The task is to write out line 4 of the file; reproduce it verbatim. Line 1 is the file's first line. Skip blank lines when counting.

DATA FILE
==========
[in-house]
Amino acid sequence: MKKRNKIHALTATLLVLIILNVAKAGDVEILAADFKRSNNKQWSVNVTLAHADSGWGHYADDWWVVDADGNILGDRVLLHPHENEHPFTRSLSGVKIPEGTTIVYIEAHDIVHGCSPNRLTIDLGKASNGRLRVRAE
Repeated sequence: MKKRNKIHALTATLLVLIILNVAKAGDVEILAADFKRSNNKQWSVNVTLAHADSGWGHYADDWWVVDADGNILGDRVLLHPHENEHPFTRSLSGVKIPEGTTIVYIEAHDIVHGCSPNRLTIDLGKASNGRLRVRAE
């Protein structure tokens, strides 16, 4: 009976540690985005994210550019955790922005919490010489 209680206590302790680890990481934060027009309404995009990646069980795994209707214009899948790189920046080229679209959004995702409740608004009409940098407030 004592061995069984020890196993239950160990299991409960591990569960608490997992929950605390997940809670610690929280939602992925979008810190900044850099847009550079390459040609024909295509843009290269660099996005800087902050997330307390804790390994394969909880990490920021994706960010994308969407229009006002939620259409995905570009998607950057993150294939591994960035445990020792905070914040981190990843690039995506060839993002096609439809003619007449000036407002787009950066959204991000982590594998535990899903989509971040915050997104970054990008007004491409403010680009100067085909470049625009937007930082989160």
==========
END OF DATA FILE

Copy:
């Protein structure tokens, strides 16, 4: 009976540690985005994210550019955790922005919490010489 209680206590302790680890990481934060027009309404995009990646069980795994209707214009899948790189920046080229679209959004995702409740608004009409940098407030 004592061995069984020890196993239950160990299991409960591990569960608490997992929950605390997940809670610690929280939602992925979008810190900044850099847009550079390459040609024909295509843009290269660099996005800087902050997330307390804790390994394969909880990490920021994706960010994308969407229009006002939620259409995905570009998607950057993150294939591994960035445990020792905070914040981190990843690039995506060839993002096609439809003619007449000036407002787009950066959204991000982590594998535990899903989509971040915050997104970054990008007004491409403010680009100067085909470049625009937007930082989160």